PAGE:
On an Easter Monday back in early May, Z, J, and I went on a cycling wander with our friends in Amsterdam. Though it was chill and overcast, we had a fantastic day exploring Amsterdam Noord. Two of our bikes on the deck of the ferry A club called Sexyland in Amsterdam Noord
Edge of the beach outside at Pllek (pllek means Place in Dutch)
Entering the town of Nieuwendammerdijk
Bell gables hide steeply pitched roofs #squadgoals 🙂
Here is a painting from a small series I did back in 2007. (It’s hard to believe that was a decade ago!) This is Amsterdam II, and it has been sold! Its new home will be in California, and I’m very excited for its new adventure.
Though I love having my art in my own home, it’s really meant to go out into the world and be enjoyed by others, so I’m super happy that someone loved it enough to buy it. And in this case, he gets the bonus of an original hand-crafted Mad Framer floating frame in the deal.
This map, which I designed / illustrated for Pendergast in Amsterdam, went live on their website a week or two ago. I worked with them to articulate entryways to the neighborhood, highlighting routes for cyclists, cars and public transport.
In the midst of designing, I traveled to Amsterdam. We held meetings. I went to the restaurant a number of times— on foot, cycling, and on the tram. As I already had a solid representation in my head of this neighborhood that I was physically unfamiliar with, I never had to consult Google. The map works.
Additionally, having spent time in the restaurant and experiencing several dinners there was instructional (and delicious). When I returned those firsthand experiences were invaluable in the final process of interpretation for style, for vibe.
The aim was for a map both useful and attractive, incorporating the restaurant’s branding without sacrificing usability. In the final phase we decided to add icons of major landmarks to further aid those new to the area. I’m happy to say we’re all pleased with it.
Here’s a drawing from two days ago; I was sitting at a cafe on Elandsgracht before meeting Tineke at Antiekcentrum.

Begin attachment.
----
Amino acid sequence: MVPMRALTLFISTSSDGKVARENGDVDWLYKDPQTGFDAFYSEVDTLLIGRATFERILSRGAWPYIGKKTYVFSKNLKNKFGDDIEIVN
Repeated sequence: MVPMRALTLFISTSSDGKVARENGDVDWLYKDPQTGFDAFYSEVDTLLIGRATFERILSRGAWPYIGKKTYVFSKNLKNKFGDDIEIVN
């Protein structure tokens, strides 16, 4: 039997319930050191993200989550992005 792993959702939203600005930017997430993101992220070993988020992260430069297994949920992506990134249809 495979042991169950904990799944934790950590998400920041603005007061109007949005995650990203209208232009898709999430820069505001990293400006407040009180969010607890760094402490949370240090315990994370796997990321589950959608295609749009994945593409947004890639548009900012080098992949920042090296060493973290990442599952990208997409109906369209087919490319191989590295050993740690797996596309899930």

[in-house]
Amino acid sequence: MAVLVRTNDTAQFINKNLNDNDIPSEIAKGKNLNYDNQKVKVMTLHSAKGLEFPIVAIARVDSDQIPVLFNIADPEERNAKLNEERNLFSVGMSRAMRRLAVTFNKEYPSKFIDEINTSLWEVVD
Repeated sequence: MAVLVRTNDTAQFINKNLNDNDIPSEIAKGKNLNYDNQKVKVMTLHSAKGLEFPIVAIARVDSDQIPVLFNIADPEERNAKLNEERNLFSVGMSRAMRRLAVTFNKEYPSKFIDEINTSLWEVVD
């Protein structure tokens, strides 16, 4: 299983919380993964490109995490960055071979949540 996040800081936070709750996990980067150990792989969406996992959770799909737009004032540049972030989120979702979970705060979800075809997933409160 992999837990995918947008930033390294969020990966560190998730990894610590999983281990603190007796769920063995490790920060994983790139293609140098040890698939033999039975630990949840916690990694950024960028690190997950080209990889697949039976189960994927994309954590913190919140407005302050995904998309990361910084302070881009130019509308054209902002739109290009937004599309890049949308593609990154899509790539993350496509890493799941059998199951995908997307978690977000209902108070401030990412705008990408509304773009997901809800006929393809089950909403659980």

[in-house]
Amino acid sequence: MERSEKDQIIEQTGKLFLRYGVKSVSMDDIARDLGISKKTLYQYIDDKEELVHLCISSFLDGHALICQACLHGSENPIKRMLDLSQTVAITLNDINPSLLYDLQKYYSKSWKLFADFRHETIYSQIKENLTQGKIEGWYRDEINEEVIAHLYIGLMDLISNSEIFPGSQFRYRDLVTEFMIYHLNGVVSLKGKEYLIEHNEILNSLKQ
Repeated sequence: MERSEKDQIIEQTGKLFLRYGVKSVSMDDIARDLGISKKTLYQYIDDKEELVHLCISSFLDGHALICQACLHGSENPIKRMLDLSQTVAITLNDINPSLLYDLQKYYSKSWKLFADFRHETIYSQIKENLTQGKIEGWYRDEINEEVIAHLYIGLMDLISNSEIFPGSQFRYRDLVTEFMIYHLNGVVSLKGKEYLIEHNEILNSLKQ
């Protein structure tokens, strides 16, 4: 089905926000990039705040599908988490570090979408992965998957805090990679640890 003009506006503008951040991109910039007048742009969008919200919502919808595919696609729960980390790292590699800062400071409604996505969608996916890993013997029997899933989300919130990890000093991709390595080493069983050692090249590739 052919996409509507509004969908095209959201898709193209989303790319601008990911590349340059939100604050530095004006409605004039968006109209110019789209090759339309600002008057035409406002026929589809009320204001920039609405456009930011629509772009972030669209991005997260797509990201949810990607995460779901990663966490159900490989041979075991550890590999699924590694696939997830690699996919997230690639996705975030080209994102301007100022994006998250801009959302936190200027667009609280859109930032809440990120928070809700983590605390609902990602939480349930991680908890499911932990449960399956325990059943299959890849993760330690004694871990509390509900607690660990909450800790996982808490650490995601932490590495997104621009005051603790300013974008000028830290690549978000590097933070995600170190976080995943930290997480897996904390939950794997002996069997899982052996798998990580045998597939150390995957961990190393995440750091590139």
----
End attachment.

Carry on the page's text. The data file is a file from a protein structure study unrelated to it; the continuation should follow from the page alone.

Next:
Yesterday involved lots of cycling— around the Northwest part of town; through and around the Westerpark; and all around the new industrial / office area, Houthavens. Really interesting. It was a day of dramatic skies and Wind Tegen— that’s the Dutch term for when the wind is in your face no matter which way you’re cycling! (Wind Mee is when the wind is at your back, sailing you along.)
Landed in Amsterdam to a blustery day and a welcome nap in W&B’s guest room with the cat before headed out to the Jordaan for a beer at Cafe t’Smalle. Then walked westward.
Dinner at Pendergast was super (especially as I’d not eaten since early morning). A Friday night, fully booked— they had to turn away walk-ins. Tineke and I sat at the bar and caught up, shared food. Left empty plates then complained of being too full.
I stayed past the last tram, so Wouter loaned me his bike and he rode on the back of Brandon’s. I followed behind them in the drizzle, tried to memorize them, their unerring fluidity. Wouter looked so at ease, perched cross-legged and leaning against Brandon’s backpack, whistling some tune. (He wasn’t slouching as much as in the drawing.)
It’s the sort of thing we do as children but are scolded for it, so lose it growing up. “It’s too dangerous!” But in the Netherlands, it’s commonplace. The person driving gets some momentum, then the person riding jumps on the back. In a cycling culture, a bike becomes an extension of the body— but also there’s an evident trust between them.
I shouted into the wind. “You look so relaxed!” Through the rain, “I am relaxed!” and continued whistling.
A poster commissioned by Luff for their upcoming show at Union Hall in Brooklyn. They wanted something wintry yet warm, and though at first I was thinking of ice boats, my mind quickly jumped to the thought of ice skating on canals— so naturally I decided on an image of Amsterdam. Clearly this isn’t a literal rendering, as the canal is not bordered by houses (nor the ubiquitous bicycles, nor cars). For simplicity’s sake, and a cleaner silhouette of the trees, I made instead a single row of the iconic houses in the back, lined up in front of the Zuiderkerk tower.